XII, After thus considering what constitutes In treating the matter of ecclesiastical history, it will be pro-cal history, per to bestow a few thoughts on the manner of events are treating it, as this is a point of too much import-dered in ance not to deserve a moment's attention. And connection here we may observe, that, in order to render with their both the external and internal history of the Church truly interesting and useful, it is absolutely necessary to trace effects to their causes, and to connect events with the circumstances, views, principles, and instruments that have contributed to their existence. A bare recital of facts can at best but enrich the memory, and furnish a certain degree of amusement; but the historian who enters into the secret springs that

General method of

cret causes

direct the course of outward events, and views things in their various relations, connexions, and tendencies, gives thus a proper exercise to the judgment of the reader, and administers, on many occasions, the most useful lessons of wisdom and prudence. It is true, a high degree of caution is to be observed here, lest in disclosing the secret springs of public events, we substitute imaginary causes in the place of real, and attribute the actions of men to principles they never professed.

XIII. In order to discover the secret causes of investigat public events, some general succours are to be ing the se- derived from the history of the times in which of things, they happened, and the testimonies of the authors by whom they are recorded. But besides these, a considerable acquaintance with human nature, founded on long observation and experience, is singularly useful in researches of this kind: The historian, who has acquired a competent knowledge of the views that occupy the generality of men, who has studied a great variety of characters, and attentively observed the force and violence of human passions, together with the infirmities and contradictions they produce in the conduct of life, will find, in this knowledge, a key to the secret reasons and motives which gave rise to many of the most important events of ancient times. A knowledge also of the manners and opinions of the persons concerned in the events that are related, will contribute much to lead us to the true origin of things.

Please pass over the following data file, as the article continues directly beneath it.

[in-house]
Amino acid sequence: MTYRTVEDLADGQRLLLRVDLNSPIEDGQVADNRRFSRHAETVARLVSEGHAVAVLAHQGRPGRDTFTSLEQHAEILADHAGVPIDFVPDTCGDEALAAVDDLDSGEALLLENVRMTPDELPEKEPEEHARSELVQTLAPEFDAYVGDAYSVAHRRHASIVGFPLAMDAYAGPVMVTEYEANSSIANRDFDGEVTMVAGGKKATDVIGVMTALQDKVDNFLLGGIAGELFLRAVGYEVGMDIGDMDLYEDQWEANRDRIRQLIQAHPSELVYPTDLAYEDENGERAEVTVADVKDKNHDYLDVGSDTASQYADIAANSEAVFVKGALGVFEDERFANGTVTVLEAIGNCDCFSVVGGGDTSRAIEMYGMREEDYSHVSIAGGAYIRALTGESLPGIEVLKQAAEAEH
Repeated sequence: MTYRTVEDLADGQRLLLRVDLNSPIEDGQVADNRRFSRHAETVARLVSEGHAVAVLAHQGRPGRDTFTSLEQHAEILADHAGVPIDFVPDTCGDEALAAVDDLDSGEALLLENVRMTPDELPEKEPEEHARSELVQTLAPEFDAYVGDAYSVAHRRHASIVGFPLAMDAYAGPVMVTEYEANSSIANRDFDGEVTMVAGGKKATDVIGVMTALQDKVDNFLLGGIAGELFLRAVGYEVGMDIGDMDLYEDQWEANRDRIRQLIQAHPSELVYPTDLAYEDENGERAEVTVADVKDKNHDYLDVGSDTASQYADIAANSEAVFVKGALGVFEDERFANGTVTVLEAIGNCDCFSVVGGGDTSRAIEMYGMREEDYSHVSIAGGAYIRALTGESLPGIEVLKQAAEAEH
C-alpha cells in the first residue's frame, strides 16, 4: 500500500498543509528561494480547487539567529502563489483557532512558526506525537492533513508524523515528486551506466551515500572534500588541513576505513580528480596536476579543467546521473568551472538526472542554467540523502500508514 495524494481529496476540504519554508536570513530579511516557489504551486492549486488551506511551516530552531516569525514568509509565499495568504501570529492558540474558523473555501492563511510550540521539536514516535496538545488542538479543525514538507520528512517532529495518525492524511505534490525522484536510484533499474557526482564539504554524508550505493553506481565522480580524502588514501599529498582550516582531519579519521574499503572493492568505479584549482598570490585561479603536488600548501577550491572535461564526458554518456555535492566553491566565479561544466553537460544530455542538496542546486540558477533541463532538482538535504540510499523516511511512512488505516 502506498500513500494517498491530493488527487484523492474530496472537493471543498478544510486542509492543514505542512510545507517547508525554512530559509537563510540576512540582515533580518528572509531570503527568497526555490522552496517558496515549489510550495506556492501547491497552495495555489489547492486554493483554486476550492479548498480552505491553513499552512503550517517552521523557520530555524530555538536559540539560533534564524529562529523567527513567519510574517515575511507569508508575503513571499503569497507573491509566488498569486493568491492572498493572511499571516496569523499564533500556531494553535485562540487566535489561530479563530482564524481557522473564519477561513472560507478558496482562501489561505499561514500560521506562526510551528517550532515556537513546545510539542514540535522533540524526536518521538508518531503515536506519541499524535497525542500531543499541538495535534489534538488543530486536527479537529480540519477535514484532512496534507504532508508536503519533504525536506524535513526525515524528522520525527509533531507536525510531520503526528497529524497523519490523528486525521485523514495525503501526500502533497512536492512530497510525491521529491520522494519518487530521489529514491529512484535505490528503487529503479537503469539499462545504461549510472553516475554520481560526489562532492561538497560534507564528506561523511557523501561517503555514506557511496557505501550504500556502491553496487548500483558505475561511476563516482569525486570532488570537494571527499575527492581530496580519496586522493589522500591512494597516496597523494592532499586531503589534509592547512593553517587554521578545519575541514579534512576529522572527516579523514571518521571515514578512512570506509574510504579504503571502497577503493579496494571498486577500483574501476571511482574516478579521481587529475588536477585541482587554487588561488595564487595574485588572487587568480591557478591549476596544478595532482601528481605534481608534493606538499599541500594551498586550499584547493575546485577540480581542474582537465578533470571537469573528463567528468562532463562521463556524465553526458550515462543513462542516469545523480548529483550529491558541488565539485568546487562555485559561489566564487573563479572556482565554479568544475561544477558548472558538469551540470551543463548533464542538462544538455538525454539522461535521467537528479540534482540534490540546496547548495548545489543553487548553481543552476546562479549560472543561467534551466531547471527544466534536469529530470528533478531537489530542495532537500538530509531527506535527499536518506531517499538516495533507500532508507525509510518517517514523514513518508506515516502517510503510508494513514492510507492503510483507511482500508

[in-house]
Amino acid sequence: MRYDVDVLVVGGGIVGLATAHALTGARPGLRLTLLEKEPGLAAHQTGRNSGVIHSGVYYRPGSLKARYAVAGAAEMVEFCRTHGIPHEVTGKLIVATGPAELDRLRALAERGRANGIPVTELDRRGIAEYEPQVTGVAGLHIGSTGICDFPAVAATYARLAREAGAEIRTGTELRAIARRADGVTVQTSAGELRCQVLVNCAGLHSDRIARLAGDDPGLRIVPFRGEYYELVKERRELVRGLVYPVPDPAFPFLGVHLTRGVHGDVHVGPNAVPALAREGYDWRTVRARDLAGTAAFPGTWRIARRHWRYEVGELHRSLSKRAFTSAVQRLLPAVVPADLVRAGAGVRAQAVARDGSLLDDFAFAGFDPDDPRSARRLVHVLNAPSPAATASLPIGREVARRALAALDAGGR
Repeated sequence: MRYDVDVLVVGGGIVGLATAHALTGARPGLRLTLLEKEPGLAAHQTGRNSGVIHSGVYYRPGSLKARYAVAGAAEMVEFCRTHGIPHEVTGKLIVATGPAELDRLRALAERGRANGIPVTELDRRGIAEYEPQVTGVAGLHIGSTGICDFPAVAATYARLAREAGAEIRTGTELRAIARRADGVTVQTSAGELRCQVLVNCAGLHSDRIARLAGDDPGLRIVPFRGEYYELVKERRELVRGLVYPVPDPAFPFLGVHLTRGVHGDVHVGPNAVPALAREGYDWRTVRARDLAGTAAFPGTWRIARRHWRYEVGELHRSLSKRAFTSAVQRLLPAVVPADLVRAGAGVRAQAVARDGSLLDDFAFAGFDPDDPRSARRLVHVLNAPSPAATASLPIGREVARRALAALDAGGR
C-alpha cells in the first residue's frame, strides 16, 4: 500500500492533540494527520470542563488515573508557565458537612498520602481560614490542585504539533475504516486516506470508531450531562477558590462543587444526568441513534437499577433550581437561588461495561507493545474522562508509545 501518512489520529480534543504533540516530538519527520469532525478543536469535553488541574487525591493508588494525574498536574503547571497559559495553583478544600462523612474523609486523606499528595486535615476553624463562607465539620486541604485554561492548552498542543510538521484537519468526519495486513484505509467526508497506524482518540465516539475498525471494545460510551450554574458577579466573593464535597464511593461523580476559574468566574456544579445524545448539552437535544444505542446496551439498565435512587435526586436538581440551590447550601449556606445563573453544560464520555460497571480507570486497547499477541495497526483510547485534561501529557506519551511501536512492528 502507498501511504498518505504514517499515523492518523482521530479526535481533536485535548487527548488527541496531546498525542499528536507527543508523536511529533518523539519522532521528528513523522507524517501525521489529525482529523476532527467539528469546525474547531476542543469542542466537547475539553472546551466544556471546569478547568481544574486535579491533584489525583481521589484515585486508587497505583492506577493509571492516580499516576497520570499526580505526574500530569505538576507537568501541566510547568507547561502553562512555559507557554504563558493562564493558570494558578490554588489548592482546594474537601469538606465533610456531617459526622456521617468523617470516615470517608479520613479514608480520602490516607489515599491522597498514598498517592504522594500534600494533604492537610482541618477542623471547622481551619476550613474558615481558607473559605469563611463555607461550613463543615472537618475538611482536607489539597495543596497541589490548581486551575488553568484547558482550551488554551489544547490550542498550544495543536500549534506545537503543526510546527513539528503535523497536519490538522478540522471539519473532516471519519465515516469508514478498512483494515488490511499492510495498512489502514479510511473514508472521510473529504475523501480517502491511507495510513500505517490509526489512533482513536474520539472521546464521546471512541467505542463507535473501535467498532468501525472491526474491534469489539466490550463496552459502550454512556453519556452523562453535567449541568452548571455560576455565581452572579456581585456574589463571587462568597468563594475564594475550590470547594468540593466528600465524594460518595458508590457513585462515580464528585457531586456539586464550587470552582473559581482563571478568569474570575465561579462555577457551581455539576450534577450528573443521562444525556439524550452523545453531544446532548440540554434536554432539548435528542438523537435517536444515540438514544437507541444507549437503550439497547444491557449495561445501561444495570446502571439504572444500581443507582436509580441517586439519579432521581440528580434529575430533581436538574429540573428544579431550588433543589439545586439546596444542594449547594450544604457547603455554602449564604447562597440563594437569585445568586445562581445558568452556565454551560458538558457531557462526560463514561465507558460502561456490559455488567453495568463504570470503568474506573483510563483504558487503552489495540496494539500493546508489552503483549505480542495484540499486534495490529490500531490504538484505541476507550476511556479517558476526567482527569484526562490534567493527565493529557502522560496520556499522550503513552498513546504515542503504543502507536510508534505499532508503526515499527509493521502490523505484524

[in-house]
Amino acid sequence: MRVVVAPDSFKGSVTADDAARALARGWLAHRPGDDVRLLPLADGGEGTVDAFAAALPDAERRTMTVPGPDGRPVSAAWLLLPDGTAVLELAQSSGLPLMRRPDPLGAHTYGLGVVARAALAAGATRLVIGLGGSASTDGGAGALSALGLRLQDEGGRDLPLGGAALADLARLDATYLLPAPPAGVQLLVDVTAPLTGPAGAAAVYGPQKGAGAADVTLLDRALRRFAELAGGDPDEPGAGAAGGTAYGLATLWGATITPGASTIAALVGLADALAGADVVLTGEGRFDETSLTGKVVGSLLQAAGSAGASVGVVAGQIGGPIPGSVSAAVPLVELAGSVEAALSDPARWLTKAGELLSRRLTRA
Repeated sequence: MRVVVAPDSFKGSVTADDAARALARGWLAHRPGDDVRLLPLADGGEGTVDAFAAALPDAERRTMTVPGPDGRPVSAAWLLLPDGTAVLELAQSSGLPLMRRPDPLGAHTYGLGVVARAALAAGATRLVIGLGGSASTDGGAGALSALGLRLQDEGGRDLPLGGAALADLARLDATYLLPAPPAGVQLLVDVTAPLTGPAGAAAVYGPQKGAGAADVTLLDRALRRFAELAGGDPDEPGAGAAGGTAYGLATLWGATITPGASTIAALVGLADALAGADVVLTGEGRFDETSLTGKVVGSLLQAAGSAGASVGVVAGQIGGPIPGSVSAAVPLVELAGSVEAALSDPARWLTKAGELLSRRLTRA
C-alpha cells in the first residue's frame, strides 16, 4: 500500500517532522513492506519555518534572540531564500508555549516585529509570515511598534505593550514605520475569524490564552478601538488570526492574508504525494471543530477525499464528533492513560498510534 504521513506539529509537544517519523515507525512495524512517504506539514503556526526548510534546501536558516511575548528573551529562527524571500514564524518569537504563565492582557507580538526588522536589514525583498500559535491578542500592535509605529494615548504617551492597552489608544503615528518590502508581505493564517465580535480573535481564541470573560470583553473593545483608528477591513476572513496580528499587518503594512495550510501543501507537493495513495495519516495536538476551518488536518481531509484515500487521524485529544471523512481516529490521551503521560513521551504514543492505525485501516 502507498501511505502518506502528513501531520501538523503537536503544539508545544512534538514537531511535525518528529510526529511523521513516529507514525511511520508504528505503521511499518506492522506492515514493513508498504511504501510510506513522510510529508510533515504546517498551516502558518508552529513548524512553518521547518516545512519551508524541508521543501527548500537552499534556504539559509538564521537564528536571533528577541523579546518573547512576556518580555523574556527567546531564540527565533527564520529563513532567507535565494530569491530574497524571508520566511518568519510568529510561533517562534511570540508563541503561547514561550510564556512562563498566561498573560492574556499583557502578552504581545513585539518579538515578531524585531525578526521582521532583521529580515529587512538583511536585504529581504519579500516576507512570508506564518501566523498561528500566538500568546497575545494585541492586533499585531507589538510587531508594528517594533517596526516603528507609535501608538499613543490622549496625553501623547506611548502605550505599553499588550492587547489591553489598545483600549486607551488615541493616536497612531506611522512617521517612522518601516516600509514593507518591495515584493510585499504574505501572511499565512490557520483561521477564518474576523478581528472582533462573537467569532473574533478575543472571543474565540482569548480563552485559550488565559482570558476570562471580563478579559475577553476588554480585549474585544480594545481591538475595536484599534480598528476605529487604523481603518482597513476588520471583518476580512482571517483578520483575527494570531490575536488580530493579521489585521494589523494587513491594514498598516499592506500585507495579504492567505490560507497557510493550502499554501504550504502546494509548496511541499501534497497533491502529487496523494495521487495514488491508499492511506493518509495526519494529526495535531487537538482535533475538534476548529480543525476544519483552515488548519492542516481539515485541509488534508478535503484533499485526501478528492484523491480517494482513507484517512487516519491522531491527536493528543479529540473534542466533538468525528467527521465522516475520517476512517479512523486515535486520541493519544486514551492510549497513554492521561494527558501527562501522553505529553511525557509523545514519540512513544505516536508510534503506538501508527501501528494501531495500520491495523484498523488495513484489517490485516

More particular rules

in the er

XIV. There are, however, besides these genefor coming ral views, particular considerations, which will to this assist us still further in tracing up to their true knowledge causes the various events of sacred history. We ternal his- must, for example, in the external history of the church, attend carefully to two things; first, to the political state of those kingdoms and nations in which the Christian religion has been em

tory of the church;